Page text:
This tournament will also be very crucial in the NCA Tour Rankings. While the 2011-2012 season only had Ray Beierling and Fred Slater able to challenge Brian Cook for the Tour victory, the 2012-2013 Tour could be decided quickly. Jon Conrad’s double victory at the World Championships gives him 110 points as both events were majors. Already well in the lead, a tournament victory in the Fall would, very early, set Conrad up for the Tour victory as only the top 4 tournament results count. It’s nice to see someone new challenging for the top spot in the rankings, an early win would put this year’s Tour out of reach before it even started.

This year’s tournament should bring in a high-calibre field, along with a hometown group as prepared as they have ever been to perform well in their own tournament. The date is set for September 15th for the crokinole elite to show how well the off-season has gone, and what they’ve got for the 2012-2013 crokinole season.

Tournament details can be found here.

See you in Belleville.

Wednesday, 5 September 2012

Crokinole Rankings

One of the most exciting things to come from the NCA Tour are the rankings. Before 2009 many were looking for a way rank players against each other, but the problem that always existed was players would not attend enough of the same tournaments to really get a feeling for who the best players were. The only true tournament that could be used was the World Championships.

Joe Fulop has made several attempts at ranking players, but as he outlined in his book "It's Only Crokinole but I Like It" the only fair way was to use the historical results from the WCC. He even developed a small point system for those finishing in the top 4 of any doubles or singles event. He has mentioned that he would have liked to expand these rankings by including those who made the top 16, and even those who competed at all, but since those results are not available to the general public he was unable to do so.

And that's what has made the NCA Tour so interesting. Ranking players tournament by tournament, ultimately makes competing in tournaments about more than winning, but improving your ranking among other players. However, being a tennis fan and a big follower of the ATP and WTA tours (the professional men's and women's tennis tours) I've had further ideas about ranking systems in crokinole.

The ATP tour uses two ranking systems. One they call the ATP Points Race, which only accumulates points for players from January 1st to the Tour Finals in December. This is similar to how the NCA Tour operates, in that a brand new season erases all of the previous points.
However, they also offer a more traditional model which they use to seed and rank players in tournaments throughout the year. That system keeps track of points for players results in the past 52 weeks. This way each player always has a year's worth of tournaments to contribute to their rankings.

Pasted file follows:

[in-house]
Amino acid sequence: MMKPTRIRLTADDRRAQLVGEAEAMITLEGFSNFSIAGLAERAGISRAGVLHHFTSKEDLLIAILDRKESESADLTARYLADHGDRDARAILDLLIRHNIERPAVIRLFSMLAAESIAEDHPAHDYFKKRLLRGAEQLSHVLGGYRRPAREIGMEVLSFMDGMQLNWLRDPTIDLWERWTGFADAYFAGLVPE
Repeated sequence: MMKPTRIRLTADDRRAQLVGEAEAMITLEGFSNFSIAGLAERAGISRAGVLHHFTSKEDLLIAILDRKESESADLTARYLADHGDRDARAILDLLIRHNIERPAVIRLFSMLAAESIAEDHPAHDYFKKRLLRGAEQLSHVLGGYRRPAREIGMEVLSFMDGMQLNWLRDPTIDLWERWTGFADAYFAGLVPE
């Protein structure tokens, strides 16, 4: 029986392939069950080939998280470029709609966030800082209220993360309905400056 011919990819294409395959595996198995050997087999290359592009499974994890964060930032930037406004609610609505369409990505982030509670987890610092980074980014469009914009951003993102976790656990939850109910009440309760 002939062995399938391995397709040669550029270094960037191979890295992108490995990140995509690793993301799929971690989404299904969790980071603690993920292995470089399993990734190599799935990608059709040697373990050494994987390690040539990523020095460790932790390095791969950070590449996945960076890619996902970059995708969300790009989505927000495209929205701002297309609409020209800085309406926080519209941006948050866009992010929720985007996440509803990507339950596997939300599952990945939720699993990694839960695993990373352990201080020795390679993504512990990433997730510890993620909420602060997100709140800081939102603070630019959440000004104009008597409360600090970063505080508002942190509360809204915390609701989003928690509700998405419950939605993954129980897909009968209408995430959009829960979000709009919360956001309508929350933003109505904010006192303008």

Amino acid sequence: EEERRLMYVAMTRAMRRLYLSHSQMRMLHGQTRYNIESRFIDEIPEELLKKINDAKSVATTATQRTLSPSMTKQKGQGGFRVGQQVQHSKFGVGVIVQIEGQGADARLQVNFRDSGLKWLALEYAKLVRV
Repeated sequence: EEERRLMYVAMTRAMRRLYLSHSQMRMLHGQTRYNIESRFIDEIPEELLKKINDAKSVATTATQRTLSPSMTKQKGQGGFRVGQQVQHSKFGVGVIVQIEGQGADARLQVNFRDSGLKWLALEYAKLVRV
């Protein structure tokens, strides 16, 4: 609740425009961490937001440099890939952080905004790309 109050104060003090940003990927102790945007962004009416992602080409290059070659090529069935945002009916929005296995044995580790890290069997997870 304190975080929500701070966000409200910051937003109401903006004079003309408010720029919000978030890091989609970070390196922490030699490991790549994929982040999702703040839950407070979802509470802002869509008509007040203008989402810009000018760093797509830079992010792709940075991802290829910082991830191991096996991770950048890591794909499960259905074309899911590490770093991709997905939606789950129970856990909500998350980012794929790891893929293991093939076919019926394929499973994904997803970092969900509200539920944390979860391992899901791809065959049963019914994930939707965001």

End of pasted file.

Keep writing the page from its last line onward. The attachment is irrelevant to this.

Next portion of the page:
This idea of applying this to crokinole intrigues me, and may offer a consistent way to rank the calibre of player's throughout the entire year, rather than just the accurate standings that exist at the end of the season.

As stated, tennis uses this type of point system, with similar point systems being used in golf and by the IIHF to rank hockey nations for the Olympics.

So with this type of logic and precedence in other sports, I present the CrokinoleCentre Rankings format.
1. Points are awarded in the same way as the NCA Tour, with one exception. The St. Jacob's tournament will award bonus points being that it is one of the most elite tournaments on the Tour with almost every top ranked player in attendance. The WCC Doubles and Singles will award 55 points for the top prize, just like the NCA. 
2. Just like the NCA, only the top 4 tournament scores, from each year, will count towards a players ranking. However, ranking points from 2 years ago will only count for half the points to put a greater emphasis on a player’s current level of skill.
3. The rankings will be updated after each tournament, making it a perpetual point system. For example, once the 2012 Stratford tournament is complete, the points from the 2010 Stratford tournament will be removed, and the 2011 Stratford points will be cut in half, as the next 2012 points are placed in to reach the current ranking points.

So after some frustrating computer programming, and going through the results of the past 2 years, I have the most accurate rankings I can get based on the given results. As it was a difficult task to get it all set up, and will be much easier to maintain now that the most difficult work is out of the way, I was only able to track about 50 players, to which I will only release the top 30. Beyond that, the chance for a miscalculation is much greater.

Brian Cook
Jon Conrad
Fred Slater
Ray Beierling
Jason Beierling
Eric Miltenburg
Joe Arnup
Nathan Walsh
Clare Kuepfer
Ron Haymes
Paul Brubacher
Louis Gauthier
Justin Slater
Howard Martin
Dave Brown
Matt Brown
Rex Johnston
Greg Matthison
Chris Gosline
Ray Haymes
Jason Carter
Kent Robinson
Rob Mader
Brian Miltenburg
Wilfred Smith
Quinn Erzinger
Lawson Lea
Bob Mader
Ed Ripley
Linda Irvine

I’m quite satisfied with how the rankings turned out. The fact that Brian Cook still sits in the top spot shows that these rankings reward consistency. While Jon Conrad’s accomplishments on the 2012 World Championships rightfully boost his ranking, I think it is fitting that they do not yet surpass Cook’s strong play of the last two years. I think that each ranking beyond that is quite consistent with where it should be with only a few exceptions.